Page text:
The results are presented as the means ± standard deviations (SD). Statistical significances of group differences were analyzed by one-way ANOVA followed by Tukey's multiple comparison test in GraphPad PRISM 5.03 (GraphPad Software). P<0.05 was considered to indicate a statistically significant difference.


Binding mode

To obtain insight of the inhibitory mechanisms of HS-146, its binding mode in the ATP binding site of PI3Kα was investigated. The lowest energy conformation of HS-146-PI3Kα complex was calculated using Discovery Studio 4.5 (Fig. 2B). The imidazopyridine core was located in the adenine binding site in the ATP binding pocket and formed a hydrogen bond with the backbone amide proton of Val1851. In addition, the oxadiazole moiety attached at the C3 position of imiazo[1,2-a]pyridine appeared to form a hydrogen bond with the side-chain amide proton of Gln1859. The pyridine moiety was located at the ribose binding pocket and interacted with the aspartate backbone in DFG motif. The binding of HS-146 was further stabilized by hydrogen bond formation with the two lysine side chains: Lys1802 interacted with oxygen atom of sulfonamide linkage, and Lys1776 in the P-loop interacted with the fluorobenzene group of HS-146. HS-146 was bound with moderate strength by van der Waals interactions with non-polar residues (e.g., Trp1780, Tyr1836 and Ile1848).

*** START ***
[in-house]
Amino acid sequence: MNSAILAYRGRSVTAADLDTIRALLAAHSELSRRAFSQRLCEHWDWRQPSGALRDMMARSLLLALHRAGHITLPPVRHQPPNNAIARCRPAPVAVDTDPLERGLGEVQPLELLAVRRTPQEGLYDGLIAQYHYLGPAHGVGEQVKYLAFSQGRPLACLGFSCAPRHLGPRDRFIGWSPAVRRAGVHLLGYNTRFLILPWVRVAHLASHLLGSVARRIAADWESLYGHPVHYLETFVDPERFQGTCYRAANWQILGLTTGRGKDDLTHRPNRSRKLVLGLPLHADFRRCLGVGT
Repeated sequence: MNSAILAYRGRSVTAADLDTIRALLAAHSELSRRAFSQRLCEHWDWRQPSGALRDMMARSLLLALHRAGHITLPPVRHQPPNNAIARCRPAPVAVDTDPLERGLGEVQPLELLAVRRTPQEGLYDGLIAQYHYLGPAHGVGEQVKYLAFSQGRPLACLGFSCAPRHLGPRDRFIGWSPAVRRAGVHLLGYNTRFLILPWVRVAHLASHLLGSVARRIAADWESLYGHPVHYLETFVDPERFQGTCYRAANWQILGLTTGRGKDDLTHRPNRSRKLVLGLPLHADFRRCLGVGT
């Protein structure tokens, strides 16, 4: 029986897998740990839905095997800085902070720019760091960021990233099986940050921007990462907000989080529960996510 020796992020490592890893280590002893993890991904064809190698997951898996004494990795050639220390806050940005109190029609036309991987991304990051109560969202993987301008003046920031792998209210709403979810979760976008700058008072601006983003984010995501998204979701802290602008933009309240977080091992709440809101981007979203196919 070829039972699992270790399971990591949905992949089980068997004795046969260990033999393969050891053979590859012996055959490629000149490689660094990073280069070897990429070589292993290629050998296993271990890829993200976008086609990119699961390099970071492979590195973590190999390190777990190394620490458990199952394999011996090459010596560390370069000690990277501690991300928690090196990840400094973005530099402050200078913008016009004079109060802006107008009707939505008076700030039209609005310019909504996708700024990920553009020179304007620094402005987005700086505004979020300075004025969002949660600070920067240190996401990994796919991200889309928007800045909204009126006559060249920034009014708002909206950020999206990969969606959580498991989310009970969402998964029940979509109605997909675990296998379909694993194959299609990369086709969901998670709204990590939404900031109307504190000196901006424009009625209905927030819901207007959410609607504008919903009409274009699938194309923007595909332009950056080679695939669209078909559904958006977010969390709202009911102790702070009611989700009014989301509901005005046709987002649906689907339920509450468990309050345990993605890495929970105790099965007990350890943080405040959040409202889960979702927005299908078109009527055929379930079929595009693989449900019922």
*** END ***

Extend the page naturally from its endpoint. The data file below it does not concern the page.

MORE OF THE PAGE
HS-146 is cytotoxic to human breast cancer cell lines

To evaluate the anticancer effect of HS-146, cytotoxicity tests were conducted on the MCF-7, BT-474, SKBR3 and MDA-MB-231 human breast cancer cell lines. The cells were treated with HS-146 at 0, 0.1, 0.5, 1, 5, 10, or 50 μM for 24, 48, or 72 h, and cell viabilities were assessed by an MTT assay. As a result, HS-146 decreased the viability of all 4 cell lines in a time- and concentration-dependent manner (Fig. 3). The IC50 values for HS-146 in the MCF-7, BT-474, SKBR3 and MDA-MB-231 cells were 2.5, 4.1, 10.6 and 43.4 μM at 48 h, respectively. In addition, to determine whether HS-146 was cytotoxic to non-cancerous cells, the viability of the MCF-10A cells treated with HS-146 was measured. The result revealed that HS-146 was almost non-toxic up to 5 μM, and exerted minimal toxic effects on non-cancerous cells at 10 μM (Fig. 3E). These results indicated that HS-146 was most effective at inhibiting the proliferation of MCF-7 cells; thus, the MCF-7 cells were used in subsequent experiments.

HS-146 induces cell cycle arrest in the G0/G1 phase